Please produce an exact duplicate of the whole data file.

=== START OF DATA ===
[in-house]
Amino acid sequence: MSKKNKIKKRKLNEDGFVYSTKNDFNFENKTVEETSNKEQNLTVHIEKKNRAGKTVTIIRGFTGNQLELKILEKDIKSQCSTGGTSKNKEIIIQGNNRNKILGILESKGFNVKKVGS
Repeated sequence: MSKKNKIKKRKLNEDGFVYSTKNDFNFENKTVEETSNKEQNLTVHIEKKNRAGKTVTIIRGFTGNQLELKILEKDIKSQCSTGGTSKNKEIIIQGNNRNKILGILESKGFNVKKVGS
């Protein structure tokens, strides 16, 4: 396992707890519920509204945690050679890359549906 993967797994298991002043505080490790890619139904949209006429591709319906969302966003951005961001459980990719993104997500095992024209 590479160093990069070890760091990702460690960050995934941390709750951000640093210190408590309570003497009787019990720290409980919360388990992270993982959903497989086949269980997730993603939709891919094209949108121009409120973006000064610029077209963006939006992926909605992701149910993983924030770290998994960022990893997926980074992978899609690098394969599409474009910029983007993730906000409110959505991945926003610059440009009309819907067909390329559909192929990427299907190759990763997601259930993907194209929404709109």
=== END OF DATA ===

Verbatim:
[in-house]
Amino acid sequence: MSKKNKIKKRKLNEDGFVYSTKNDFNFENKTVEETSNKEQNLTVHIEKKNRAGKTVTIIRGFTGNQLELKILEKDIKSQCSTGGTSKNKEIIIQGNNRNKILGILESKGFNVKKVGS
Repeated sequence: MSKKNKIKKRKLNEDGFVYSTKNDFNFENKTVEETSNKEQNLTVHIEKKNRAGKTVTIIRGFTGNQLELKILEKDIKSQCSTGGTSKNKEIIIQGNNRNKILGILESKGFNVKKVGS
């Protein structure tokens, strides 16, 4: 396992707890519920509204945690050679890359549906 993967797994298991002043505080490790890619139904949209006429591709319906969302966003951005961001459980990719993104997500095992024209 590479160093990069070890760091990702460690960050995934941390709750951000640093210190408590309570003497009787019990720290409980919360388990992270993982959903497989086949269980997730993603939709891919094209949108121009409120973006000064610029077209963006939006992926909605992701149910993983924030770290998994960022990893997926980074992978899609690098394969599409474009910029983007993730906000409110959505991945926003610059440009009309819907067909390329559909192929990427299907190759990763997601259930993907194209929404709109």